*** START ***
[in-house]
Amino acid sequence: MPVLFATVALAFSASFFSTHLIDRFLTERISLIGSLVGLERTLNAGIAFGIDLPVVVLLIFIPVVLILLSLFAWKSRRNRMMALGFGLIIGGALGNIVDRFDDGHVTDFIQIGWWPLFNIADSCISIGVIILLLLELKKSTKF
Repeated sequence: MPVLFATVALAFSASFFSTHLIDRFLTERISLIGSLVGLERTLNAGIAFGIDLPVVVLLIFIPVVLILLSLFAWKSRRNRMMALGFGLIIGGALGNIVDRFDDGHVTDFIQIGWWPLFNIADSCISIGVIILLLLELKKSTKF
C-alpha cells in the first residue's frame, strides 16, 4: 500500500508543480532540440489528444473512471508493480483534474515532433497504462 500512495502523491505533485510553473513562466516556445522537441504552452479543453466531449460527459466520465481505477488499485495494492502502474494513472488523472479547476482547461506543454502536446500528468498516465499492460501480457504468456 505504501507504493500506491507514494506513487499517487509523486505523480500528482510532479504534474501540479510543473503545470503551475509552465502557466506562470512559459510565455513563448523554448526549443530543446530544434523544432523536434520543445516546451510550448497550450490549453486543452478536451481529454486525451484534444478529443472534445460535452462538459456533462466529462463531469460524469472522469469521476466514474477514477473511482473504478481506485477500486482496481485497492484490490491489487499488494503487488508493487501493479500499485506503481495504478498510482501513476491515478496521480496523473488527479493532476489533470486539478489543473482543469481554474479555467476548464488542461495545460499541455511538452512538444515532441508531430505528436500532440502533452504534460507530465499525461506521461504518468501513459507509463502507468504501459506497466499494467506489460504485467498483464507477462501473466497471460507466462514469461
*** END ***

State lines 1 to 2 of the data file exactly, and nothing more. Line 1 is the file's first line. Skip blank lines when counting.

[in-house]
Amino acid sequence: MPVLFATVALAFSASFFSTHLIDRFLTERISLIGSLVGLERTLNAGIAFGIDLPVVVLLIFIPVVLILLSLFAWKSRRNRMMALGFGLIIGGALGNIVDRFDDGHVTDFIQIGWWPLFNIADSCISIGVIILLLLELKKSTKF